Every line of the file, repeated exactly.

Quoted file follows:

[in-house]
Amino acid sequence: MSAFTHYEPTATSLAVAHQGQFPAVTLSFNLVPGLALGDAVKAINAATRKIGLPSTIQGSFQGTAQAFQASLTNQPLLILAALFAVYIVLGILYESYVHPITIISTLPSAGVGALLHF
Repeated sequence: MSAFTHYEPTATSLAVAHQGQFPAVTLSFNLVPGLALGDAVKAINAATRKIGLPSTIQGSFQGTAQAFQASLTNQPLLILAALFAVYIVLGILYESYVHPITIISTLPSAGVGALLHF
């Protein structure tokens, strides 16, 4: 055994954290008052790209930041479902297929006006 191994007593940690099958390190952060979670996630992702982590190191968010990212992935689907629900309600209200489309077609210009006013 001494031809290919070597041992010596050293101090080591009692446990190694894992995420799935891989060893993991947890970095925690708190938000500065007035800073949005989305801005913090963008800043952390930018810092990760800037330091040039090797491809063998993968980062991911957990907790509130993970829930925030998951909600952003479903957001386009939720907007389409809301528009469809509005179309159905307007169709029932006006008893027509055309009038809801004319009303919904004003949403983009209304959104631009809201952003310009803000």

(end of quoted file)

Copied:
[in-house]
Amino acid sequence: MSAFTHYEPTATSLAVAHQGQFPAVTLSFNLVPGLALGDAVKAINAATRKIGLPSTIQGSFQGTAQAFQASLTNQPLLILAALFAVYIVLGILYESYVHPITIISTLPSAGVGALLHF
Repeated sequence: MSAFTHYEPTATSLAVAHQGQFPAVTLSFNLVPGLALGDAVKAINAATRKIGLPSTIQGSFQGTAQAFQASLTNQPLLILAALFAVYIVLGILYESYVHPITIISTLPSAGVGALLHF
């Protein structure tokens, strides 16, 4: 055994954290008052790209930041479902297929006006 191994007593940690099958390190952060979670996630992702982590190191968010990212992935689907629900309600209200489309077609210009006013 001494031809290919070597041992010596050293101090080591009692446990190694894992995420799935891989060893993991947890970095925690708190938000500065007035800073949005989305801005913090963008800043952390930018810092990760800037330091040039090797491809063998993968980062991911957990907790509130993970829930925030998951909600952003479903957001386009939720907007389409809301528009469809509005179309159905307007169709029932006006008893027509055309009038809801004319009303919904004003949403983009209304959104631009809201952003310009803000």